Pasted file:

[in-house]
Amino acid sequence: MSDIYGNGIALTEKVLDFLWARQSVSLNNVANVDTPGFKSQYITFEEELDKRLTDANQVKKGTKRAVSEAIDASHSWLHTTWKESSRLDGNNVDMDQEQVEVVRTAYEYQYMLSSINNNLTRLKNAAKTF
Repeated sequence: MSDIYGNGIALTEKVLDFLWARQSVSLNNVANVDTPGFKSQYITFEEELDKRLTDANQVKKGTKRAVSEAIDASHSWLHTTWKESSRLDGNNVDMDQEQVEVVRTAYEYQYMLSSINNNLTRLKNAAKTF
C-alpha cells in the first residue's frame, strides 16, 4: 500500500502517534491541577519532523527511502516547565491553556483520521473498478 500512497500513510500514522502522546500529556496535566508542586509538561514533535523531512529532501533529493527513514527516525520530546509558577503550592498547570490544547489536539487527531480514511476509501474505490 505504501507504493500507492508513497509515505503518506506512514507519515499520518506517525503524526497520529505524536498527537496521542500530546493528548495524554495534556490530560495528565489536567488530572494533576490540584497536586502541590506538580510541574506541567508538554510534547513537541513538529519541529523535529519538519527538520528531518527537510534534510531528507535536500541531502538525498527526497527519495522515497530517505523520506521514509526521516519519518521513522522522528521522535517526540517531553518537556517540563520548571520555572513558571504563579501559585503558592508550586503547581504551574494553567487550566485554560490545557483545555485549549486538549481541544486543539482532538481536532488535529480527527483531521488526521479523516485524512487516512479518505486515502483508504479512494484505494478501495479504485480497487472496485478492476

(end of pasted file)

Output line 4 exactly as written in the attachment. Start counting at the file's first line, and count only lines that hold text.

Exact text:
C-alpha cells in the first residue's frame, strides 16, 4: 500500500502517534491541577519532523527511502516547565491553556483520521473498478 500512497500513510500514522502522546500529556496535566508542586509538561514533535523531512529532501533529493527513514527516525520530546509558577503550592498547570490544547489536539487527531480514511476509501474505490 505504501507504493500507492508513497509515505503518506506512514507519515499520518506517525503524526497520529505524536498527537496521542500530546493528548495524554495534556490530560495528565489536567488530572494533576490540584497536586502541590506538580510541574506541567508538554510534547513537541513538529519541529523535529519538519527538520528531518527537510534534510531528507535536500541531502538525498527526497527519495522515497530517505523520506521514509526521516519519518521513522522522528521522535517526540517531553518537556517540563520548571520555572513558571504563579501559585503558592508550586503547581504551574494553567487550566485554560490545557483545555485549549486538549481541544486543539482532538481536532488535529480527527483531521488526521479523516485524512487516512479518505486515502483508504479512494484505494478501495479504485480497487472496485478492476